Beginner guide - How to capture and analyze device's network traffic
To begin, let’s explain first what we are doing here:
We will be using the PiRogue as a network router. A network router is a device that facilitates communication between the internet and the devices in your home that connect to the internet. As its name implies, it “routes” traffic between devices and other networks, such as the internet. The PiRogue functions similarly to your ISP’s router, allowing you to connect from one network to another by plugging it into the router using an Ethernet cable.
Since the PiRogue is intended for analyzing potentially compromised devices, it helps us separate those devices from the rest of our network. To achieve this, we will create a separate network in our lab, home, or hotel room. When we connect a potentially compromised device to the PiRogue’s Wi-Fi network, that device will not be able to see all the other devices connected to your network. This is important because when a device is compromised, there is a chance that any malicious software running on it will attempt to move and infect other devices connected to the same network. Therefore, we need to isolate the potentially compromised device from the rest of our network infrastructure and keep it away from other devices.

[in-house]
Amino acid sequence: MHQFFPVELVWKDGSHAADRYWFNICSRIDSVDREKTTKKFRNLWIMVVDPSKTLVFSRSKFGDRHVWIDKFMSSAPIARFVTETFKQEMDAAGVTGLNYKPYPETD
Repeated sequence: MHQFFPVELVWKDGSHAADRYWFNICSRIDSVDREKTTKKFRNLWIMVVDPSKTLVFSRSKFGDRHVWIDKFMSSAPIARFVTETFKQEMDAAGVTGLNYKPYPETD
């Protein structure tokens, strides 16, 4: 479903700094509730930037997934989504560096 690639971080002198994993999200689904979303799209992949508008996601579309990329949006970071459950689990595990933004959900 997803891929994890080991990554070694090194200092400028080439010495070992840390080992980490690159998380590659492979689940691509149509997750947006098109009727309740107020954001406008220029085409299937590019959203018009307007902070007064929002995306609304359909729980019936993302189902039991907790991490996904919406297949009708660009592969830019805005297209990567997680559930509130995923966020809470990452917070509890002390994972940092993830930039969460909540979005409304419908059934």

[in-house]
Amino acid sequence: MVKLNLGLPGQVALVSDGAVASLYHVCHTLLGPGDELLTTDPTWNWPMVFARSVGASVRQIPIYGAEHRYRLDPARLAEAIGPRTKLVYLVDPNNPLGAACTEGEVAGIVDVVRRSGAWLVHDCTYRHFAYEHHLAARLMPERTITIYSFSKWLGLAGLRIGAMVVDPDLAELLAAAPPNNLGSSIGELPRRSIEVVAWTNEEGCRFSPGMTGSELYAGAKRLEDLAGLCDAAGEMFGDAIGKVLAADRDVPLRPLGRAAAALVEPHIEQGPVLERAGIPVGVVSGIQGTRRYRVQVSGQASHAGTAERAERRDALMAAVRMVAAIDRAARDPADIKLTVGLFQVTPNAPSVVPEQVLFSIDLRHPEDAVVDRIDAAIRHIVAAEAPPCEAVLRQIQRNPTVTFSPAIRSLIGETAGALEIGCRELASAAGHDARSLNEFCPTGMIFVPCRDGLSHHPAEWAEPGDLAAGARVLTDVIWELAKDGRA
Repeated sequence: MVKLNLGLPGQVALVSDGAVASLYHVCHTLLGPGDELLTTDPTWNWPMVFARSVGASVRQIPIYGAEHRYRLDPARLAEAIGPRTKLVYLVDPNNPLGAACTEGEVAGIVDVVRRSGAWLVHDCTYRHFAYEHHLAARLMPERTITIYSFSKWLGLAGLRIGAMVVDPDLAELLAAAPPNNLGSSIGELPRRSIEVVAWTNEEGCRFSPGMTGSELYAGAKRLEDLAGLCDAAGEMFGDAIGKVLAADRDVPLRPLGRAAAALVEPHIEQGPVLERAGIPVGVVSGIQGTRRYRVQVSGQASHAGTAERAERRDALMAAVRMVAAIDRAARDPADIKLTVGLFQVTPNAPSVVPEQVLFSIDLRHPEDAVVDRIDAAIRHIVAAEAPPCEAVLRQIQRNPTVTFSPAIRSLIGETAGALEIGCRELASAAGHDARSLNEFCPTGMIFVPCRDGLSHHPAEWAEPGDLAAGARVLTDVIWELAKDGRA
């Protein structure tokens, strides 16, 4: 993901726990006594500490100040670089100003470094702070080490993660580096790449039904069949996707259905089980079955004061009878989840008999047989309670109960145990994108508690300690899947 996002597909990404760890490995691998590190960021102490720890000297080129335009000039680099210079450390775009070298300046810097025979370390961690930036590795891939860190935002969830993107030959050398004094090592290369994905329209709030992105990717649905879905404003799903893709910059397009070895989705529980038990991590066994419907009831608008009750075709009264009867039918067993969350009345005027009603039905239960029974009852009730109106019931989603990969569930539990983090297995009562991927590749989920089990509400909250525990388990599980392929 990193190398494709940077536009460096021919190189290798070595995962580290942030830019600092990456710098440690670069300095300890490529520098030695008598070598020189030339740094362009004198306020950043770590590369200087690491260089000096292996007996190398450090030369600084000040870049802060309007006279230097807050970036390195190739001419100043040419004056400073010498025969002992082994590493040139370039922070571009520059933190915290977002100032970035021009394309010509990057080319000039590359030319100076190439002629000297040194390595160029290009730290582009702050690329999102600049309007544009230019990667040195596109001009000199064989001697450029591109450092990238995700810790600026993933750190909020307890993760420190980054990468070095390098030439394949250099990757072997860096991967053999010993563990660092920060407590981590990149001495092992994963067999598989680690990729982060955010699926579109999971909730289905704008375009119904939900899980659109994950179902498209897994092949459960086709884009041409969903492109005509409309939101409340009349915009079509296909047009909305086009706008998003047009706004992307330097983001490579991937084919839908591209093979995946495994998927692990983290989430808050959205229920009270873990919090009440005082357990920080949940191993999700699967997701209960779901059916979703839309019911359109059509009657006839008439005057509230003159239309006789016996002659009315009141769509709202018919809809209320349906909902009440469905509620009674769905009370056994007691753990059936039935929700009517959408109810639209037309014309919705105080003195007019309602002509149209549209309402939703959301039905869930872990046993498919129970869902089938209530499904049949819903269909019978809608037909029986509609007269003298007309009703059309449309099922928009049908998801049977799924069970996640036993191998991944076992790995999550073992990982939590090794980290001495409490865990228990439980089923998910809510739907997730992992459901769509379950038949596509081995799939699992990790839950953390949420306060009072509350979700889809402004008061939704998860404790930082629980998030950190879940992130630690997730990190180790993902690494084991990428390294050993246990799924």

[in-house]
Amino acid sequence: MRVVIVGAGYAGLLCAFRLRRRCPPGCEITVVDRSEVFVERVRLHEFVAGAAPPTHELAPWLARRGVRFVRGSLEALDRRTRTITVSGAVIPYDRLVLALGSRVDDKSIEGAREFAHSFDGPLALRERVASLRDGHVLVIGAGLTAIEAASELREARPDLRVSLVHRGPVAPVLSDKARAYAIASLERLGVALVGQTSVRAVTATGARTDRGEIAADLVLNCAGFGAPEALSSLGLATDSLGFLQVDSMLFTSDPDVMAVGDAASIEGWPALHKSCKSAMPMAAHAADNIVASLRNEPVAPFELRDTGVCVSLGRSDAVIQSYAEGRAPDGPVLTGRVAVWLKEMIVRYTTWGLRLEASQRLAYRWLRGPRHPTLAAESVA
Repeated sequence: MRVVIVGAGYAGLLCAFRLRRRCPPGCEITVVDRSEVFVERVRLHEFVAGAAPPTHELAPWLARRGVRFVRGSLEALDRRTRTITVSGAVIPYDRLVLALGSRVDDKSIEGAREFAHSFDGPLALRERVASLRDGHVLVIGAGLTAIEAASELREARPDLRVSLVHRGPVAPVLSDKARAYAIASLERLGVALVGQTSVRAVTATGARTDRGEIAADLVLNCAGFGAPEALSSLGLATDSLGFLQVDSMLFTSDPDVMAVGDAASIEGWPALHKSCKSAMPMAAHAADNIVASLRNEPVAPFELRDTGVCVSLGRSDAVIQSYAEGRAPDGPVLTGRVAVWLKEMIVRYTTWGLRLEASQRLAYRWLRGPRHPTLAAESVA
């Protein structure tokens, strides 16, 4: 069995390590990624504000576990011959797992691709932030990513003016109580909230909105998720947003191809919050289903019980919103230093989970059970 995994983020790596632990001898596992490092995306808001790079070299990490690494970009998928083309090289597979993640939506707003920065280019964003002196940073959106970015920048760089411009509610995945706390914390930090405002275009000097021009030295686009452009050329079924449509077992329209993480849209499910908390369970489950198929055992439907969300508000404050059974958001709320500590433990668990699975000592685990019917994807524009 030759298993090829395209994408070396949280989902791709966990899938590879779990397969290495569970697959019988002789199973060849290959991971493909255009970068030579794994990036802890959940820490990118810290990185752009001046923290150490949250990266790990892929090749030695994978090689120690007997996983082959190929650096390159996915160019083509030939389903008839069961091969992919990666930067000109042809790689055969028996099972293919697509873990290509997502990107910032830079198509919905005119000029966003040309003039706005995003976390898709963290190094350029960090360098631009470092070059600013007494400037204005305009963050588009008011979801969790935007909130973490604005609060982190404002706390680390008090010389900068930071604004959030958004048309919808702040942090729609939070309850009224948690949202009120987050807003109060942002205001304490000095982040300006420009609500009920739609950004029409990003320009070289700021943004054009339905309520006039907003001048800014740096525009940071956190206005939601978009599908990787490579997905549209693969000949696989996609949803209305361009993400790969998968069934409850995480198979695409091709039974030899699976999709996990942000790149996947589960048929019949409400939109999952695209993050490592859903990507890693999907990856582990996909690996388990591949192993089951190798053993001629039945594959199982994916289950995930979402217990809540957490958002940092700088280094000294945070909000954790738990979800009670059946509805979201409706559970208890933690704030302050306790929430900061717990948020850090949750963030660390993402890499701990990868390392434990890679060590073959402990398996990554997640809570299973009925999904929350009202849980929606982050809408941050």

By creating a dedicated network to analyze a specific device, we can intercept network traffic solely from that device. This eliminates the noise caused by other devices communicating on the network and allows us to capture the network traffic from the device we want to analyze. We want to ensure that we capture the entire network traffic on this specific network, which is the WiFi network created by the PiRogue, without any interference from other devices.
In this guide, we assume that we have a dedicated Wi-Fi network provided by the PiRogue and a potentially compromised device.